Related: Manufacturing Driving USA Recovery – USA Manufacturing Output Continues to Increase (over the long term) – Manufacturing Output in Historically by USA, Europe and Asia – Capacity Utilization Rate Up Slightly From All Time Low (Aug 2009)
Federal Reserve Bank of New York President William Dudley last week indicated policy makers are more concerned about maintaining growth than they are about immediate inflation threats.
Manufacturing, which accounts for 12 percent of the economy, expanded in January at the fastest pace since August 2004, according to the Institute for Supply Management’s factory index released Feb. 1.
Some manufacturers are also beginning to bring back workers or hire. Caterpillar, the world’s largest maker of bulldozers and excavators, is recalling about 100 laid-off technicians at an Indiana plant because of increased demand and may be hiring more, Bridget Young, a Caterpillar spokeswoman, said Feb. 18.
“Caterpillar may be recalling or hiring employees in business units at various facilities this year based on demand fluctuation,” Young said.
Factories added 11,000 workers to payrolls in January, the first increase in three years and the most since April 2006, the Labor Department said on Feb. 5. Overall, payrolls declined by 20,000, and the unemployment rate fell to 9.7 percent.
Obviously the economic disaster we had been poised to experience due to failed government action the last 10 years and excessive speculation by bankers and wall street has been averted in the short term. But the failure to take seriously the huge risks failed policies (bought by special interests from politicians) put our economy in leaves us at great risk for future problems. The ability to avert disaster so far has been very successful but the danders are still large. But right now the 2010 economy is looking much better than anyone could have hoped for a year ago when disaster seemed likely.
The problem is that now those politicians, that collected huge payments for the last 20 years for those they have provided huge benefits to (allowing them to carry out strategies that risk the economic well being of the country, bailing them out if the gamblers lose, allowing tens of billion of dollars is profits due to extremely low short term interest rates, that allow dishonest credit card practices, providing tax benefits to the rich that pay the politicians well…), are acting as though the disastrous practices of those they are in bed with are fine. They are setting us up to repeat the same thing again. Which is really not that big a surprise given the lack of character of those we chose to elect.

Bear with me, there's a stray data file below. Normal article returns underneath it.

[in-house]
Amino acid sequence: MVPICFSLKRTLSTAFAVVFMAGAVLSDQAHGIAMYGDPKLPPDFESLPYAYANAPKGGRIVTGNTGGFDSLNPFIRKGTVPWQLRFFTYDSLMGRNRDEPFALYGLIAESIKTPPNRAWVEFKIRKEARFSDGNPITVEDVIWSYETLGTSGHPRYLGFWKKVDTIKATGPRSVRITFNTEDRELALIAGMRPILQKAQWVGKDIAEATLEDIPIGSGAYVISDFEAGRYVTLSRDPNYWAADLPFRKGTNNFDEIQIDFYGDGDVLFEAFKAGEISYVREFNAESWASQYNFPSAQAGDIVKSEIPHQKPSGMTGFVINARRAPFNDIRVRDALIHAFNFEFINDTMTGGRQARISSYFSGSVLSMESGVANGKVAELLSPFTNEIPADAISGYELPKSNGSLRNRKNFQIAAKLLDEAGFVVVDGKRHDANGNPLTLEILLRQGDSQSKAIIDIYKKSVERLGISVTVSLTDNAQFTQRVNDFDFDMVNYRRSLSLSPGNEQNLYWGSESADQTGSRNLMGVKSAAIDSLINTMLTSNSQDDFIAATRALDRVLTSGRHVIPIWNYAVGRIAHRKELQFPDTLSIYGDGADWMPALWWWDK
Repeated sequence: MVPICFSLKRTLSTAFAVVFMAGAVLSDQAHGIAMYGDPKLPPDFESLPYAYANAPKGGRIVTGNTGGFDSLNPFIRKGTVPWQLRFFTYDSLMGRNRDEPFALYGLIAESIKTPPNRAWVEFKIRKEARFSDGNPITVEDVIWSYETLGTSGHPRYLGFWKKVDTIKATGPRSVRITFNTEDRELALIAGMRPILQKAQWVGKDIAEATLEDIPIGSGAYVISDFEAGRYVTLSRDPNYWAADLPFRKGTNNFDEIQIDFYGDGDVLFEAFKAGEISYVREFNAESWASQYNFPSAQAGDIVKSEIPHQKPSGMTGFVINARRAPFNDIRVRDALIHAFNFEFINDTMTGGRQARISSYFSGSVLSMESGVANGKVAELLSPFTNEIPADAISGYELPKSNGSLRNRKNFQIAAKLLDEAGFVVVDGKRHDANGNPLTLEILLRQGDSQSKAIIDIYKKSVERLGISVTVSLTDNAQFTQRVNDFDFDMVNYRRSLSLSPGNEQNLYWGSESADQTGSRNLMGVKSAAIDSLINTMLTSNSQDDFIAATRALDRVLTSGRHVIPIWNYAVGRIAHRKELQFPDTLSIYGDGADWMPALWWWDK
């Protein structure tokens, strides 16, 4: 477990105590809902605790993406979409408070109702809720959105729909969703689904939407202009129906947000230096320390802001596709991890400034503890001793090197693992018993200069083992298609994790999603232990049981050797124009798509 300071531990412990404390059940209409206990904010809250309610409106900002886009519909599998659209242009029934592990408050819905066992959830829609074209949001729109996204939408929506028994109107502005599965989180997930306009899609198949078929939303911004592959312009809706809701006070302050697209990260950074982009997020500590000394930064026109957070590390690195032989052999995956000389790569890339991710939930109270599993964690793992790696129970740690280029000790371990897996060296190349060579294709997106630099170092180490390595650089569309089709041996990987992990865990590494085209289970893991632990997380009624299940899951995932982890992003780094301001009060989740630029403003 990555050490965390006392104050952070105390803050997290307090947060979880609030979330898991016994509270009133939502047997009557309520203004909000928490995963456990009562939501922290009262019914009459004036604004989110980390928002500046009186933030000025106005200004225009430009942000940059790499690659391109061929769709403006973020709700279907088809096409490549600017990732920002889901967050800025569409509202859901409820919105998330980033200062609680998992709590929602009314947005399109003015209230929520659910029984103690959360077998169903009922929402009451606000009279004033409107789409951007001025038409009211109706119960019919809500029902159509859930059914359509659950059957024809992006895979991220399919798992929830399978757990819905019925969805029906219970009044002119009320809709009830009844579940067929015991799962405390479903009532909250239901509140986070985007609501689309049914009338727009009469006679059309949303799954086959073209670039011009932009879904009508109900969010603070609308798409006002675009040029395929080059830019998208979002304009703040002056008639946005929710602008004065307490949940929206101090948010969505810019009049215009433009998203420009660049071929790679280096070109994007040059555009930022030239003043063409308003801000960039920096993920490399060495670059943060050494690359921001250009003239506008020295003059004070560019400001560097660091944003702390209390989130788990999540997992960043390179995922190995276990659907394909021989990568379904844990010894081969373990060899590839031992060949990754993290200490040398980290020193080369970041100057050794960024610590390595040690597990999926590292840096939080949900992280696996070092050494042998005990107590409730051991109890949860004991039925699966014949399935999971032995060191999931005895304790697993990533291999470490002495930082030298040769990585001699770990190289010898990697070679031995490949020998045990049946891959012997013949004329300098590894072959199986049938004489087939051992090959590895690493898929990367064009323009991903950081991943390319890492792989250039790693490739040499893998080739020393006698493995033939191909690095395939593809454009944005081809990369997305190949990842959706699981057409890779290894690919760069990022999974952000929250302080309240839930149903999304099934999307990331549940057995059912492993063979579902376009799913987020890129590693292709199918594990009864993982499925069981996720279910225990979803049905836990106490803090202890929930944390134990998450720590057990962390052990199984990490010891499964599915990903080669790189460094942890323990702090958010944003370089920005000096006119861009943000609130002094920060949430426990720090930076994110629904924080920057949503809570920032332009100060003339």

Manufacturing has been a strong part of why the economy has been so strong the last few decades. But the politicians has sought to allow those that pay them well to engage in practices that ruin the economy for the benefit of a few speculators.
Related: Global Manufacturing Employment Data from 1979 to 2007 – Corrupt Officials Have Fled China With As Much As $100 billion – Why Pay Taxes or be Honest – Estate Tax Repeal (another payoff to the rich paying politicians for favors)
Once again the USA was the leading country in manufacturing in 2008. And once again China grew their manufacturing output amazingly. In a change with recent trends Japan grew output significantly. Of course, the 2009 data is going to show the impact of a very severe worldwide recession.
The first chart shows the USA’s share of the manufacturing output, of the countries that manufactured over $185 billion in 2008, at 28.1% in 1990, 27.7% in 1995, 32% in 2000, 28% in 2005, 28% in 2006, 26% in 2007 and 24% in 2008. China’s share has grown from 4% in 1990, 6% in 1995, 10% in 2000, 13% in 2005, 14% in 2006, 16% in 2007 to 18% in 2008. Japan’s share has fallen from 22% in 1990 to 14% in 2008. The USA has about 4.5% of the world population, China about 20%. See Curious Cat Investment blog post” Data on the Largest Manufacturing Countries in 2008.
Even with just this data, it is obvious the belief in a decades long steep decline in USA manufacturing is not in evidence. And, in fact the USA’s output has grown substantially over this period. It has just grown more slowly than that of China (as has every other country), and so while output in the USA has grown the percentage with China has shrunk. The percentage of manufacturing output by the USA (excluding output from China) was 29.3% in 1990 and 29.6% in 2008. The second chart shows manufacturing output over time.